Senior-Level Professionals Enticed by Consulting's Flexibility and Compensation, Survey Shows

MENLO PARK, Calif., March 26, 2015 -- What career prospects entice today's financial leaders once they've reached the top of the profession? Research suggests that for many, it could be a move to consulting. In a recent Robert Half Management Resources survey, 83 percent of chief financial officers (CFOs) said they find consulting attractive. Respondents cited flexible schedules and compensation as top draws.

The survey was developed by Robert Half Management Resources, the world's premier provider of senior-level finance, accounting and business systems professionals on a project and interim basis. It was conducted by an independent research firm and is based on telephone interviews with more than 2,200 CFOs at companies in more than 20 of the largest U.S. markets.

CFOs were asked, "In your opinion, how attractive is a career in consulting to senior-level accounting and finance executives?" Their responses*:

Very attractive


Somewhat attractive


Somewhat unattractive


Very unattractive


Don't know




CFOs also were asked, "Which of the following is the most attractive aspect of a career in consulting?" Their responses*:

Flexible schedule


Attractive compensation


Variety and challenge of work


Active employment


Ability to make decisions more autonomously


All of the above


None of the above


Don't know




*Responses do not total 100 percent due to rounding.

"Many companies seek on-demand subject matter expertise from independent consultants to help guide them through corporate transitions, such as IPOs, mergers or restatements, or managing business process improvements," said Paul McDonald, senior executive director for Robert Half. "Professionals who have years of experience directing their organization's financial success are often the ideal resource to provide that counsel."

Robert Half Management Resources offers five tips for those considering the move to finance consulting:

  1. Determine your desired specialization. Do you want to troubleshoot for struggling companies, or manage a firm on an interim basis during a specific growth stage? Or would you prefer to focus on a particular kind of engagement, such as compliance or systems initiatives? Also examine the type of company, by size, industry and product or service, of greatest interest to you.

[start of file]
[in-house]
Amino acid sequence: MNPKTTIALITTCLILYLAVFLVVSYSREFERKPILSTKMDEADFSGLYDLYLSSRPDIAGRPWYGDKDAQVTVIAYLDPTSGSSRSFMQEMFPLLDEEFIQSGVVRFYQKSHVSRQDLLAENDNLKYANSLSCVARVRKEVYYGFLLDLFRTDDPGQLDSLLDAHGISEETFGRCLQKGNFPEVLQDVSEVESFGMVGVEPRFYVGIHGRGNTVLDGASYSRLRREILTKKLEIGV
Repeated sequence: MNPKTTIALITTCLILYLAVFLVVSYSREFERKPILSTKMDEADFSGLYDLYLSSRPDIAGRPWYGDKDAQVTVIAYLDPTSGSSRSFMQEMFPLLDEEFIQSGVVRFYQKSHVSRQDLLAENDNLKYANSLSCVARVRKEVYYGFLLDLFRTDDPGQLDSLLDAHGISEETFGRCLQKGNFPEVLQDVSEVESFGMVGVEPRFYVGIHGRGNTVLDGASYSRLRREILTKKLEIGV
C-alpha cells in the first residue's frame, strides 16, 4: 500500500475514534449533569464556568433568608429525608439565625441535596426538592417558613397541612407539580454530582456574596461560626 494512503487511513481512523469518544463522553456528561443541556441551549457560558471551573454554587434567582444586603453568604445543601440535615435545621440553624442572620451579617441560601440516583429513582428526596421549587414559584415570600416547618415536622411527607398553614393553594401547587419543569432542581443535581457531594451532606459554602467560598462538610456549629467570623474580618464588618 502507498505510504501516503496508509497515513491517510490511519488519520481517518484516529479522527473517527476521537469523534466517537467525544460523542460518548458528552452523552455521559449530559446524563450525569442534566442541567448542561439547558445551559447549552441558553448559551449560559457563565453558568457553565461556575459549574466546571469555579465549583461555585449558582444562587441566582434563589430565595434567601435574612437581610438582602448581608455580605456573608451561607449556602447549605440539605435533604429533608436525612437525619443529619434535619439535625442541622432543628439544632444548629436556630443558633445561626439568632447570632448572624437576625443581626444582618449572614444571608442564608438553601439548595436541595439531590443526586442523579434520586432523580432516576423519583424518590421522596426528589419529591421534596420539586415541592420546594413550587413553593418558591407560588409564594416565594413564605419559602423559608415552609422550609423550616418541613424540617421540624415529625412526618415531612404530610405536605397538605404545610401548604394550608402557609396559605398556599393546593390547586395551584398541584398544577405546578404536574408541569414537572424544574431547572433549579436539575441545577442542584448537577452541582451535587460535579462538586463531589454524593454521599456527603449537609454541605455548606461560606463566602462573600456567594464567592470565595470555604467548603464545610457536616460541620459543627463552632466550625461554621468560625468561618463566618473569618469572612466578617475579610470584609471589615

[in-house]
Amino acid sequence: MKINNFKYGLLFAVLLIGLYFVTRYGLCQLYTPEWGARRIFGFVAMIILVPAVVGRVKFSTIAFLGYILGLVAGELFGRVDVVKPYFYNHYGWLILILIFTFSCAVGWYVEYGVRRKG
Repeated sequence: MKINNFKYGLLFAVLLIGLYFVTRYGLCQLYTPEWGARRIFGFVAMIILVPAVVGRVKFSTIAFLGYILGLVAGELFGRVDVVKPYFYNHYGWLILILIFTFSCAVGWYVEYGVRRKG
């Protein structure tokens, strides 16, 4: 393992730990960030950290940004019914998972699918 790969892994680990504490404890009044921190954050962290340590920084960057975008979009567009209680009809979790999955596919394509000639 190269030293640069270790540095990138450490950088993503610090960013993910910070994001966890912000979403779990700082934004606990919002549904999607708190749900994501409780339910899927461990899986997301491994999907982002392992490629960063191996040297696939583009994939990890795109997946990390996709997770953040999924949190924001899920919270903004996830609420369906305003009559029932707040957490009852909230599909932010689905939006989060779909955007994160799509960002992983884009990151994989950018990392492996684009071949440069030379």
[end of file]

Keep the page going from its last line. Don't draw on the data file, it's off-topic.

2. Identify your most marketable attributes. Once you've established the work that most interests you, pinpoint your skills and experience that will make target companies want to work with you.
  3. Check in with your network. Let your contacts know about your career move. Ask them for their insights and referrals to others who can help. At the same time, be generous with your expertise. In addition to assisting others, offering advice will showcase your skills and knowledge.
  4. Work with a staffing firm. Securing engagements and managing administrative logistics can be difficult, time-consuming and, perhaps most concerning, take you away from why you go into consulting: the work. A staffing firm specializing in the placement of senior-level financial professionals can find opportunities you may not be able to on your own, keep the pipeline of engagements flowing and manage logistical details, including invoices and payroll.
  5. Build your visibility. Organizations want to work with experts who are committed to and passionate about their field. Writing articles for trade publications and presenting at professional association events highlight your thought leadership and dedication to the industry.

About Robert Half Management Resources
Robert Half Management Resources is the premier provider of senior-level finance, accounting and business systems professionals to supplement companies' project and interim staffing needs. The company has 150 locations worldwide and offers assistance to consultants and hiring managers at roberthalf.com/management-resources and on its blog at roberthalf.com/management-resources/blog.

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